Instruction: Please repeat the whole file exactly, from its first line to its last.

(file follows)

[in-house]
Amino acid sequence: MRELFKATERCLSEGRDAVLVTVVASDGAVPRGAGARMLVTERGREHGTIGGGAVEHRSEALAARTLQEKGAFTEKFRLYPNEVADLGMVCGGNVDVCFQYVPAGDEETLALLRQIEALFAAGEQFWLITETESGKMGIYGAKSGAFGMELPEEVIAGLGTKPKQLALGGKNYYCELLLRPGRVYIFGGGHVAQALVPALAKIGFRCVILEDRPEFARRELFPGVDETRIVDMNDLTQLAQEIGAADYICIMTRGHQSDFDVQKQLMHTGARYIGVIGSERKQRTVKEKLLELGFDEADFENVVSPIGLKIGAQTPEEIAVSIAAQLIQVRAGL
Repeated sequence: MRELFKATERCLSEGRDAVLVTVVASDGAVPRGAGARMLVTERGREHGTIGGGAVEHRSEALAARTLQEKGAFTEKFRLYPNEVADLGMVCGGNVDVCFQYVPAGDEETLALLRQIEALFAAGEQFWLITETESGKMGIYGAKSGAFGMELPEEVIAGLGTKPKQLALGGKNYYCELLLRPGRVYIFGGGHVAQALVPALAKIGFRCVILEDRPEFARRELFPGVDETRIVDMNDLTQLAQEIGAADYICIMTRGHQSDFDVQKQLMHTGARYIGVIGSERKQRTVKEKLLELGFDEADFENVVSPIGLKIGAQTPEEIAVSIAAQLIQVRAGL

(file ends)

[in-house]
Amino acid sequence: MRELFKATERCLSEGRDAVLVTVVASDGAVPRGAGARMLVTERGREHGTIGGGAVEHRSEALAARTLQEKGAFTEKFRLYPNEVADLGMVCGGNVDVCFQYVPAGDEETLALLRQIEALFAAGEQFWLITETESGKMGIYGAKSGAFGMELPEEVIAGLGTKPKQLALGGKNYYCELLLRPGRVYIFGGGHVAQALVPALAKIGFRCVILEDRPEFARRELFPGVDETRIVDMNDLTQLAQEIGAADYICIMTRGHQSDFDVQKQLMHTGARYIGVIGSERKQRTVKEKLLELGFDEADFENVVSPIGLKIGAQTPEEIAVSIAAQLIQVRAGL
Repeated sequence: MRELFKATERCLSEGRDAVLVTVVASDGAVPRGAGARMLVTERGREHGTIGGGAVEHRSEALAARTLQEKGAFTEKFRLYPNEVADLGMVCGGNVDVCFQYVPAGDEETLALLRQIEALFAAGEQFWLITETESGKMGIYGAKSGAFGMELPEEVIAGLGTKPKQLALGGKNYYCELLLRPGRVYIFGGGHVAQALVPALAKIGFRCVILEDRPEFARRELFPGVDETRIVDMNDLTQLAQEIGAADYICIMTRGHQSDFDVQKQLMHTGARYIGVIGSERKQRTVKEKLLELGFDEADFENVVSPIGLKIGAQTPEEIAVSIAAQLIQVRAGL